Compounding that Joint

When we had the room all free and clear of studs and pipes and electrical cords, it was officially time to seal up that big ol’ hole in the wall and actually get this room to looking more like, well, a room. After chatting with another friendly Lowe’s associate, we came back home with all our new spackling gear and got ready to drywall this joint.

How to patch plaster hole
Big Old Hole

In all honesty, we came back with a lot more loot than I was planning. Being the frugal little lady I am, I thought Jay could like buy one trowel and a putty knife and call it a day. Lucky for Jay (unlucky for me) the guy at Lowe’s that helped us was like a drywalling duuuude. Like I think his middle name was drywall mcgee. This man was in his element when talking about all the tools we needed.

While grabbing 12  tools from the wall (and insisting we needed all of them), he told us stories of days gone by while making dramatic motions depicting exactly how you drywall, tape and apply joint compound. I guess I was so mesmerized by his actions that before I knew it, we had a whole arsenal of drywalling gear in our cart. Jay was smiling, I was still trying to figure out what all those hand movements meant from the theatrical performance.

Tools Needed for Drywall
Drywalling Tools

After one (rather lackluster, sorry honey) drywalling experience prior, Jay was sold on one thing. He wanted to get the big joint knife. No 4″ tools here, he wanted 12″ and up. Since a larger joint knife will smooth out the entire line to that plane, Jay’s experience was that this was the best tool of the trade for the work he was doing. Since I wanted him to be equipped this time to knock this job out of the park, I relented and let him get all the goodies at the store. Before Jay had a chance to use all his new tools, we had to cut the drywall outside to fit.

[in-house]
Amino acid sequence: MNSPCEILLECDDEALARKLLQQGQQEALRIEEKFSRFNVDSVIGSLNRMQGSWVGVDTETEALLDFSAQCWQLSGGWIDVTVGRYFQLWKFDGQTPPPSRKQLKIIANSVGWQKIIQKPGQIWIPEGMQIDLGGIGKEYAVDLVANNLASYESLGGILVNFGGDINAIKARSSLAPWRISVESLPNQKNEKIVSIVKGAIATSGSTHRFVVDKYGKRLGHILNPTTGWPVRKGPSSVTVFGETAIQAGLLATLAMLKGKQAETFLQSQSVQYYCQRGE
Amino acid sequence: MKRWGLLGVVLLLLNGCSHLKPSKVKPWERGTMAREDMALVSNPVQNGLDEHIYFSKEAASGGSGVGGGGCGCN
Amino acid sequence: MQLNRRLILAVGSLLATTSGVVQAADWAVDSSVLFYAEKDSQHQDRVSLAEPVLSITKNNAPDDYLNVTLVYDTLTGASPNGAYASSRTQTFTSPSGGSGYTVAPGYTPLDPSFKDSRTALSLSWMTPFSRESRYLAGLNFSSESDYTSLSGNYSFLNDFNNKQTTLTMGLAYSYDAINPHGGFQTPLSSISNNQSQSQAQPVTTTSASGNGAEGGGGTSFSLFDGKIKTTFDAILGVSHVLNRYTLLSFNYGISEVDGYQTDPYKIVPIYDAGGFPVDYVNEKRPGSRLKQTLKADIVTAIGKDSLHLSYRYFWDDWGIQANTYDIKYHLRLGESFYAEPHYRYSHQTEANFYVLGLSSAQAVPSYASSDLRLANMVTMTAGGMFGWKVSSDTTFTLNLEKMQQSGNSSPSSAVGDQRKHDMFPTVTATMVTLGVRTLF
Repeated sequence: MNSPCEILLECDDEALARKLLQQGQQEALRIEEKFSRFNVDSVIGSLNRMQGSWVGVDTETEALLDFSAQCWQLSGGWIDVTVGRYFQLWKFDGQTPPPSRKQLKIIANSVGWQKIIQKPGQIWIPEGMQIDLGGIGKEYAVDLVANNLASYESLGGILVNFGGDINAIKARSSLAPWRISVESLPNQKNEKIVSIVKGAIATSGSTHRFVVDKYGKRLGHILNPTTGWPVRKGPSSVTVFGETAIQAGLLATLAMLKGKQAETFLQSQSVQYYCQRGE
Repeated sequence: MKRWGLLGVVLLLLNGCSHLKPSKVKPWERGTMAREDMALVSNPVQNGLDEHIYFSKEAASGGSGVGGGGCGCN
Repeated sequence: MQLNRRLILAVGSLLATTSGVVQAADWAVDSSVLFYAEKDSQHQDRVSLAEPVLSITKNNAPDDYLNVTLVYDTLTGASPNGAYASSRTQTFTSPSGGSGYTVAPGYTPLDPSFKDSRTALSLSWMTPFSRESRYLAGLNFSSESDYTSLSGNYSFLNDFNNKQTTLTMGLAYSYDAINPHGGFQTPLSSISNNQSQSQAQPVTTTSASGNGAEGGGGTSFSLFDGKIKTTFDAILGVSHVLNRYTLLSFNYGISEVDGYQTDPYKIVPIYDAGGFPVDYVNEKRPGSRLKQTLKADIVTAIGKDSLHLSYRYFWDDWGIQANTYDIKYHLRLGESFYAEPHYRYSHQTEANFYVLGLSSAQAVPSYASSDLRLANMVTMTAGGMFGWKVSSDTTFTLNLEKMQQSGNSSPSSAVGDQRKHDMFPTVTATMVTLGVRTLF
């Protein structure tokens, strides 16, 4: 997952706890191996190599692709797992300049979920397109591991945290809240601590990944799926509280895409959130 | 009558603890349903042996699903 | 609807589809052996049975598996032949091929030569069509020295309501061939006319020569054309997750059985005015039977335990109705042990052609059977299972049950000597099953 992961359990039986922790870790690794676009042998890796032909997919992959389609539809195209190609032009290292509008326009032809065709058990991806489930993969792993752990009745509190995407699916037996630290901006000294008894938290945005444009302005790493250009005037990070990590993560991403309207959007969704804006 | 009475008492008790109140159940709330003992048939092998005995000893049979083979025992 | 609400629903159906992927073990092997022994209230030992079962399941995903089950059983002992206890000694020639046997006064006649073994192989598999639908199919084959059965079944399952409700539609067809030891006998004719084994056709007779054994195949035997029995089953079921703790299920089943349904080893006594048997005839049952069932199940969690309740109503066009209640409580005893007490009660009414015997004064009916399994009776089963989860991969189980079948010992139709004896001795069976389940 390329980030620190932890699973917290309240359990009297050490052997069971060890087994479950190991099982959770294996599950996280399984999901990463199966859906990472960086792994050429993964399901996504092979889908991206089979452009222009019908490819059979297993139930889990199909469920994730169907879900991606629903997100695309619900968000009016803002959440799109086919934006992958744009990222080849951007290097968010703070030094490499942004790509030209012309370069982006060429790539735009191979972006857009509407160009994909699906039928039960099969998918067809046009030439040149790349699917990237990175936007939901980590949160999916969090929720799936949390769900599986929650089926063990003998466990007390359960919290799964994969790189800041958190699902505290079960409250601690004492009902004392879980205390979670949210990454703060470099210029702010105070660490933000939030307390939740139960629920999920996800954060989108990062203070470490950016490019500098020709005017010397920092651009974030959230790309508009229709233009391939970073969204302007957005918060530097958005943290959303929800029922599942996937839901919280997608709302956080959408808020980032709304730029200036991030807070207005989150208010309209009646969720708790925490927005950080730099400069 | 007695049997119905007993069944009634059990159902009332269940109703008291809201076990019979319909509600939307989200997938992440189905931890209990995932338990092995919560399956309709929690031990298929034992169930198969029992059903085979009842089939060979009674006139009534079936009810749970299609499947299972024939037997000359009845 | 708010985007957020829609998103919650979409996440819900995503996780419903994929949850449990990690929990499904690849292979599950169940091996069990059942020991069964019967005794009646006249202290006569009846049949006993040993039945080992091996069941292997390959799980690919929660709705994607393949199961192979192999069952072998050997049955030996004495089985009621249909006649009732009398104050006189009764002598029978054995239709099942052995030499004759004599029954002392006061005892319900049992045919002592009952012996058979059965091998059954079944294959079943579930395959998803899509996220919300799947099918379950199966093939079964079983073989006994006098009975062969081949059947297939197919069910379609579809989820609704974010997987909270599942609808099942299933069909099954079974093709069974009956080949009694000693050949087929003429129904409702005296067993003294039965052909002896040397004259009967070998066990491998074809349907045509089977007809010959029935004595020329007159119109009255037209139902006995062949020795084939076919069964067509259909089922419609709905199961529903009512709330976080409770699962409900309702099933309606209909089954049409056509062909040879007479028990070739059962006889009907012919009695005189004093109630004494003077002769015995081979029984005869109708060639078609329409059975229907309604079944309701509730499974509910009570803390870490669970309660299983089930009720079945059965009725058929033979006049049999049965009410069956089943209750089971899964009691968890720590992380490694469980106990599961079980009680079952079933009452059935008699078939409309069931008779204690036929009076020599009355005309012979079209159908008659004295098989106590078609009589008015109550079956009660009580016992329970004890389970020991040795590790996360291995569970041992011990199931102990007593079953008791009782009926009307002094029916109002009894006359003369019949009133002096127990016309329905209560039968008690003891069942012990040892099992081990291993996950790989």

How to cut drywall
Cutting the Drywall

For some reference, here is how the whole room was looking before we added in any of the drywall, or started the mudding process.

How to fill hole in wall
Wall Opening

Since we have an old house, and plaster walls, we found that the actual wall height between the dining room and living room walls – well – lets just say there was some variation. After popping the drywall in, there was still a considerable gap.

How to patch hole with drywall
Adding Drywall

Since adding two pieces of drywall stacked on top of each other would have been too high, we opted (per the pro’s consultation) to put one piece in, and then use joint compound to fill the rest. Lots of joint compound, to turns out. This also helped a bit with the variation in wall height since we could gradually merge the two surfaces together. We thought a bag of joint compound mix would be enough – no dice. 2 bags it was. It was pretty chunkalicous at first, so we (Jay) really had to get in there and mix this for a bit before we had the right consistency to put up on the wall.

How to mud drywall
Mixing Joint Compound

Here he is applying the first coat. It was a pretty thick first coat, probably a solid inch around the entire wall opening.

How to mud drywall
Mudding the Wall

After the initial coat was on (we used the smaller, 4″ trowel for this part), we moved on to smoothing all of the joint compound out on the wall, to give it as finished as an appearance as possible. This is the point where the big old mudding knife came in handy. Look at that concentration.

How to fill hole in wall
Smoothing Out Joints

Now that we have the entire hole in the wall coated, it’s time for some sanding, second coats (and third coats), and then – paint!! Wishing we could just hop to the paint step, but, some things are worth the wait.

5 thoughts on “Compounding that Joint

    1. Ha ha – funny you should ask … We are working on the floor right now! 🙂 We are going to try to thread it in with some red oak (what’s on the floor now) and then we will come through and refinish it all.

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